… And what is the immeasurable greatness of his power toward us who believe, according to the working of his great might that he worked in Christ when he raised him from the dead.
The resurrection of Christ, and our salvation, was brought about by nothing less than divine power. What will we say of those who think that conversion is accomplished by the free will of man and is due to his own kindly disposition? When we begin to see the dead rise from the grave by their own power, then may we expect to see ungodly sinners turning to Christ by their own endeavors. It is not the word preached, nor the word read in itself; all quickening power proceeds from the Holy Spirit.
This power was irresistible. All the soldiers and the high priests could not keep the body of Christ in the tomb; death itself could not hold Jesus in its grip: Just as irresistible is the power displayed in the believer when he is raised to newness of life. No sin, no corruption, no devils in hell nor sinners on earth can resist the hand of God’s grace when it intends to convert a man. If God omnipotently says, “You shall,” man will not say, “I shall not.” Notice that the power that raised Christ from the dead was glorious. It reflected honor upon God and caused dismay in the hosts of evil. So there is great glory to God in the conversion of every sinner.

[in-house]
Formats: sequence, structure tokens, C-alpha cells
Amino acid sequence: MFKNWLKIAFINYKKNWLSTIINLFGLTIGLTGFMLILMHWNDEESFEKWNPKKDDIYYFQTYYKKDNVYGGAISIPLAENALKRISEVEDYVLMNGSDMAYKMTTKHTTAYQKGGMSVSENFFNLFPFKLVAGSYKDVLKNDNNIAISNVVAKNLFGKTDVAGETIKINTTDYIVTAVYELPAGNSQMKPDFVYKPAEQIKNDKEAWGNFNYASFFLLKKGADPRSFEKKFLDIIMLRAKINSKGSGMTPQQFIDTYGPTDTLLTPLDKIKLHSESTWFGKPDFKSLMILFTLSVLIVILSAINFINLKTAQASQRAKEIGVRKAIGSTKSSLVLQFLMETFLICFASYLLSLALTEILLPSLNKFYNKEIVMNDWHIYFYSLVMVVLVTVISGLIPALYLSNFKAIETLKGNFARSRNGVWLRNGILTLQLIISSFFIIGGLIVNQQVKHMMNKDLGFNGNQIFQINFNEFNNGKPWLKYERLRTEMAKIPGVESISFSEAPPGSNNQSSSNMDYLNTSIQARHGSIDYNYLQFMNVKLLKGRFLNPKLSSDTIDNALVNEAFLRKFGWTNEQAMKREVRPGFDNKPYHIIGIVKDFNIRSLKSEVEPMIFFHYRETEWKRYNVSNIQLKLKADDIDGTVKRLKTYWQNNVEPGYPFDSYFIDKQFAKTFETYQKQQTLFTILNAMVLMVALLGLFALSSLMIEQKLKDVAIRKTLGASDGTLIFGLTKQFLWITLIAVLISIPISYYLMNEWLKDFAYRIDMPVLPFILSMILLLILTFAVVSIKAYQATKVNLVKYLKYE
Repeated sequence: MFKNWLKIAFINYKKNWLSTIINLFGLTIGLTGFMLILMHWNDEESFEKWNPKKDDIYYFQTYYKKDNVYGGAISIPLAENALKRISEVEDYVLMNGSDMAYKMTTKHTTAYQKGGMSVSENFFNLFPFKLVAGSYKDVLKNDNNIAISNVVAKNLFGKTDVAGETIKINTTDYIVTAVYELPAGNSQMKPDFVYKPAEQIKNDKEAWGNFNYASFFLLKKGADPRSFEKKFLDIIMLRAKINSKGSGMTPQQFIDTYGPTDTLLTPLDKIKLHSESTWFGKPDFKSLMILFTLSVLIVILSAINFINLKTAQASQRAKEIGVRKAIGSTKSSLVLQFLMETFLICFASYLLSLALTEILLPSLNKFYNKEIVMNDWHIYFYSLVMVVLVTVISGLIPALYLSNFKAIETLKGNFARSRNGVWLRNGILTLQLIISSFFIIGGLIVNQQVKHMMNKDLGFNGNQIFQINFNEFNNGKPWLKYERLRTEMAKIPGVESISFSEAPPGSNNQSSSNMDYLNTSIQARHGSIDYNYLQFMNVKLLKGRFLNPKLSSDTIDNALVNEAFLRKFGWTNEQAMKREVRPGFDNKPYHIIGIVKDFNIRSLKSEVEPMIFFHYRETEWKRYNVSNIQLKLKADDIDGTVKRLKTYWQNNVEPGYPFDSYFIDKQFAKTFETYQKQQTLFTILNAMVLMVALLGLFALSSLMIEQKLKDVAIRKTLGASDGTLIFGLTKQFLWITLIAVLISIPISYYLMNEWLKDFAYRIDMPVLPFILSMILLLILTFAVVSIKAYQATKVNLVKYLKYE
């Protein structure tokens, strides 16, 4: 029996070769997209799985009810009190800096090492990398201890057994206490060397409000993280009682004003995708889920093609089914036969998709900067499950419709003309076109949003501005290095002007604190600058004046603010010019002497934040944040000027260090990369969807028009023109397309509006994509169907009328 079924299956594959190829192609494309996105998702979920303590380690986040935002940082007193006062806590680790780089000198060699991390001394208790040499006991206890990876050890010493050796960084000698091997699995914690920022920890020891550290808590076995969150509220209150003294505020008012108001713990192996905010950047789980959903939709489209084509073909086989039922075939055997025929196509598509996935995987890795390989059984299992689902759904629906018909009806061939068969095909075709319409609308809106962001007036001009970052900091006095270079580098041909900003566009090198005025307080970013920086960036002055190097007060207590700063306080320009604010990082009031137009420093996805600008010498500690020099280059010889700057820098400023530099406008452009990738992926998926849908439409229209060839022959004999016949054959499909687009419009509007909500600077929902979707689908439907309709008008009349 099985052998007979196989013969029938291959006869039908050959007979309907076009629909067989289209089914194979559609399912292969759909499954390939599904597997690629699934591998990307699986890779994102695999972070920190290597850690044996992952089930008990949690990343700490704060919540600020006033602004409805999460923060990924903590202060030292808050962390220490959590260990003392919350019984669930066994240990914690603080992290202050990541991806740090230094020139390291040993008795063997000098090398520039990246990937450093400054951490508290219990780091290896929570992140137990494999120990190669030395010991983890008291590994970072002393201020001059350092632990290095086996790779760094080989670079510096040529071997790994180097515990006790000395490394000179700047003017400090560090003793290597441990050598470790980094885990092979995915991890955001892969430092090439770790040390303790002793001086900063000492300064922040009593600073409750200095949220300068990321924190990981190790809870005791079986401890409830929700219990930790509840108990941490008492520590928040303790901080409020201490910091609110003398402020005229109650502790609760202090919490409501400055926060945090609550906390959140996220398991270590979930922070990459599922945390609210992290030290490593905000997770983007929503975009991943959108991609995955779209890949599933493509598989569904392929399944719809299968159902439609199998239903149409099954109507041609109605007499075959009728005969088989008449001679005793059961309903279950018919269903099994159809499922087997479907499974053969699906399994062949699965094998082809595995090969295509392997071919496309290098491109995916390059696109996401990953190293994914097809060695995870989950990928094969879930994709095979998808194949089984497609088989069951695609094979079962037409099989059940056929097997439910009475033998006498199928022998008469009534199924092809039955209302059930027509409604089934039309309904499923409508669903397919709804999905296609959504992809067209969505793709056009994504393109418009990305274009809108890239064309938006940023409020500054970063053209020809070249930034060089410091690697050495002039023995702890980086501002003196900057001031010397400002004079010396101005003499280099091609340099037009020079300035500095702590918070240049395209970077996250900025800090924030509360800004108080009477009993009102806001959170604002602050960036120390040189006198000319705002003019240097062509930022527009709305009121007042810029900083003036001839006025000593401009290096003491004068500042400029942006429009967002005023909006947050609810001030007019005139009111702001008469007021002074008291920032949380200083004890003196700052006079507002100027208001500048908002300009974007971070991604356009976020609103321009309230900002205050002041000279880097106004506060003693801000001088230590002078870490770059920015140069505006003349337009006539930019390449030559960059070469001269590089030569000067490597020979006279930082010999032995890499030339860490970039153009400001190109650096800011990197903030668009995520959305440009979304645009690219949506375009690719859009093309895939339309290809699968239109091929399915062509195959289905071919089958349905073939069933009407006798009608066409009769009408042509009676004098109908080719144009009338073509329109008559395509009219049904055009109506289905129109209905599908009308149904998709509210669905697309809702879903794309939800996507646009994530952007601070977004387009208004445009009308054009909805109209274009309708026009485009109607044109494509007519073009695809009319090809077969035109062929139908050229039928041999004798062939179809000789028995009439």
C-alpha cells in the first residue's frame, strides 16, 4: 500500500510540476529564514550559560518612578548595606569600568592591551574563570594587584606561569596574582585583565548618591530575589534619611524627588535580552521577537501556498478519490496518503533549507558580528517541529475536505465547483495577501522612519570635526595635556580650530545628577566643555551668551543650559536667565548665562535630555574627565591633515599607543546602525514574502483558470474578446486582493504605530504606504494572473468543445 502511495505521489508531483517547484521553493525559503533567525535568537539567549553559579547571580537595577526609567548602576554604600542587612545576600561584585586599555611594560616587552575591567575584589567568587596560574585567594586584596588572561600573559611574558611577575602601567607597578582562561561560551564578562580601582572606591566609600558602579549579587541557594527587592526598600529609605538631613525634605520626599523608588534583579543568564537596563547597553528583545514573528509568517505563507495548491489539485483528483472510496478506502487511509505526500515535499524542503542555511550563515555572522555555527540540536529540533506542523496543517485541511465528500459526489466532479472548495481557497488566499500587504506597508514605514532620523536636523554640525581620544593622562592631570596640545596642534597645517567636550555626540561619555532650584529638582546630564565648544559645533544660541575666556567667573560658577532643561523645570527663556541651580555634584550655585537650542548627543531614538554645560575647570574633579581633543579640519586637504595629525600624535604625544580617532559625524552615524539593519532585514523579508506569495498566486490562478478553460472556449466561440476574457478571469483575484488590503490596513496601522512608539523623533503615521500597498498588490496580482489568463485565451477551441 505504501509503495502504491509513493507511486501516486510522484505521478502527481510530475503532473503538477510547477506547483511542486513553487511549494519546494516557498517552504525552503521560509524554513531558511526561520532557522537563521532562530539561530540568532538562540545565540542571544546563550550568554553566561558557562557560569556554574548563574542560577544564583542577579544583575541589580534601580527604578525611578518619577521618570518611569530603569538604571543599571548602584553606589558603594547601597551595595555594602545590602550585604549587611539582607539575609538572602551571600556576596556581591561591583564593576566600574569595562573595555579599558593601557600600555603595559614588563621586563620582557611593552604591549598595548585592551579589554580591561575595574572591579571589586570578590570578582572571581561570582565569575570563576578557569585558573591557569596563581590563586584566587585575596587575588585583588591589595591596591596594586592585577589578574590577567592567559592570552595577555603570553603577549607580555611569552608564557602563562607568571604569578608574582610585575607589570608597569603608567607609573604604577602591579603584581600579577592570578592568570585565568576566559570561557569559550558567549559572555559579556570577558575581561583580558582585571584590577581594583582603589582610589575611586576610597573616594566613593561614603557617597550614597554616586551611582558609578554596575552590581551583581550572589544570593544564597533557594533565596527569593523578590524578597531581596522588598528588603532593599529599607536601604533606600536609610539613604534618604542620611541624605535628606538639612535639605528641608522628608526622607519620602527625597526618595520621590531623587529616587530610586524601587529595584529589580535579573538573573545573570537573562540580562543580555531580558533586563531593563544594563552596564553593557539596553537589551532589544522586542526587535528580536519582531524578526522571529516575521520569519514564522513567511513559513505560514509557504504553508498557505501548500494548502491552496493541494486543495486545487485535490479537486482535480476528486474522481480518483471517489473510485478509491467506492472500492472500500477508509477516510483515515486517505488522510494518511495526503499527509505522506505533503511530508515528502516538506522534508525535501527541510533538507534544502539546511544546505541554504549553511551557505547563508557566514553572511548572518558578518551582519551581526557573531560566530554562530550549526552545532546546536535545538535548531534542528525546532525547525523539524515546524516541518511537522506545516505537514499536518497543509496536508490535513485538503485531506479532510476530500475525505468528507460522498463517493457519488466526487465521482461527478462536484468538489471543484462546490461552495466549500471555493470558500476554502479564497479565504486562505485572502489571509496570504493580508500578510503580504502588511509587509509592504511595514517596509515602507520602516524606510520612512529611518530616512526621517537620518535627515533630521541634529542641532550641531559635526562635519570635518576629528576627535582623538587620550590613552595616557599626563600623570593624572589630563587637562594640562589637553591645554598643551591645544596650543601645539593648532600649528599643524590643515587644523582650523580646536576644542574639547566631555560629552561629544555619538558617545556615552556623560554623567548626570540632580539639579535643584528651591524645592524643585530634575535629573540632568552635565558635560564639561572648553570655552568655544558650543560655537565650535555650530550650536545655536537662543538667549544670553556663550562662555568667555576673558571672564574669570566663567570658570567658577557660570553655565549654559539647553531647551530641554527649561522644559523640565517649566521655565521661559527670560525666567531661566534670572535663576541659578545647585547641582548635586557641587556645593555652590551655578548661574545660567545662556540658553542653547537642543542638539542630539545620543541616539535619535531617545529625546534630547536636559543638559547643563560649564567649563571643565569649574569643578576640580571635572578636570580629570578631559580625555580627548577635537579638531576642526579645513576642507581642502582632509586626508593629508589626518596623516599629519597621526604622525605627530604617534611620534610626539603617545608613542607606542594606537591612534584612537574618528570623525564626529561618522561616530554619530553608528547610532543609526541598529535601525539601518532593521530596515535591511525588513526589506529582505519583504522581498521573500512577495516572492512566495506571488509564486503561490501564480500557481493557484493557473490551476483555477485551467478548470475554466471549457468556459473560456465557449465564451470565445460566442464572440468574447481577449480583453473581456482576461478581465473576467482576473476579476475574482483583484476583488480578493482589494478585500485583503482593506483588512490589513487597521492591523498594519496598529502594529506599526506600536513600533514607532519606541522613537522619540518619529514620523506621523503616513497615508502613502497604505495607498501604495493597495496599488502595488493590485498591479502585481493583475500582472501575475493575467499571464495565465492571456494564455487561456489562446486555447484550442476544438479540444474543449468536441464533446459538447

It was everlasting power. “Christ being raised from the dead will never die again; death no longer has dominion over him.”1 So we, being raised from the dead, do not go back to our dead works or to our old corruptions, but we live to God. “Because I live, you also will live.”2 “For you have died, and your life is hidden with Christ in God.”3 “Just as Christ was raised from the dead by the glory of the Father, we too might walk in newness of life.”4 Finally, in the text note the union of the new life to Jesus. The same power that raised the Head works life in the members. What a blessing to be quickened together with Christ!
1) Romans 6:9
2) John 14:19
3) Colossians 3:3
4) Romans 6:4
Devotional material is taken from Morning and Evening, written by C. H. Spurgeon, revised and updated by Alistair Begg.